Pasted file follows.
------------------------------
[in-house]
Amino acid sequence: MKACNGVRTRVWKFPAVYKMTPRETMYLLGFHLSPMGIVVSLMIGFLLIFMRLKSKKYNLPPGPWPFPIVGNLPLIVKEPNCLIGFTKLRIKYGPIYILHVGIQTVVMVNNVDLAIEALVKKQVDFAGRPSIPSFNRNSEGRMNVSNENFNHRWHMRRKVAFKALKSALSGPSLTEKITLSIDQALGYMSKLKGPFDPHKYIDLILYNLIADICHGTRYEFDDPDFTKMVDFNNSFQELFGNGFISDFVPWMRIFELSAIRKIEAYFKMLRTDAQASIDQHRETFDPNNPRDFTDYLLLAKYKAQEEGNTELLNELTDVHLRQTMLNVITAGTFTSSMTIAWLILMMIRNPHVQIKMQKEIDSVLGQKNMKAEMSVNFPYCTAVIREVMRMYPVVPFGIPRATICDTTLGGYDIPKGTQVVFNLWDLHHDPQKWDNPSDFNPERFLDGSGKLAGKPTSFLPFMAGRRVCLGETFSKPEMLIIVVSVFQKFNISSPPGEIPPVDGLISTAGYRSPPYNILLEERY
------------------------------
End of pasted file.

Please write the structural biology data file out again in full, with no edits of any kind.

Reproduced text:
[in-house]
Amino acid sequence: MKACNGVRTRVWKFPAVYKMTPRETMYLLGFHLSPMGIVVSLMIGFLLIFMRLKSKKYNLPPGPWPFPIVGNLPLIVKEPNCLIGFTKLRIKYGPIYILHVGIQTVVMVNNVDLAIEALVKKQVDFAGRPSIPSFNRNSEGRMNVSNENFNHRWHMRRKVAFKALKSALSGPSLTEKITLSIDQALGYMSKLKGPFDPHKYIDLILYNLIADICHGTRYEFDDPDFTKMVDFNNSFQELFGNGFISDFVPWMRIFELSAIRKIEAYFKMLRTDAQASIDQHRETFDPNNPRDFTDYLLLAKYKAQEEGNTELLNELTDVHLRQTMLNVITAGTFTSSMTIAWLILMMIRNPHVQIKMQKEIDSVLGQKNMKAEMSVNFPYCTAVIREVMRMYPVVPFGIPRATICDTTLGGYDIPKGTQVVFNLWDLHHDPQKWDNPSDFNPERFLDGSGKLAGKPTSFLPFMAGRRVCLGETFSKPEMLIIVVSVFQKFNISSPPGEIPPVDGLISTAGYRSPPYNILLEERY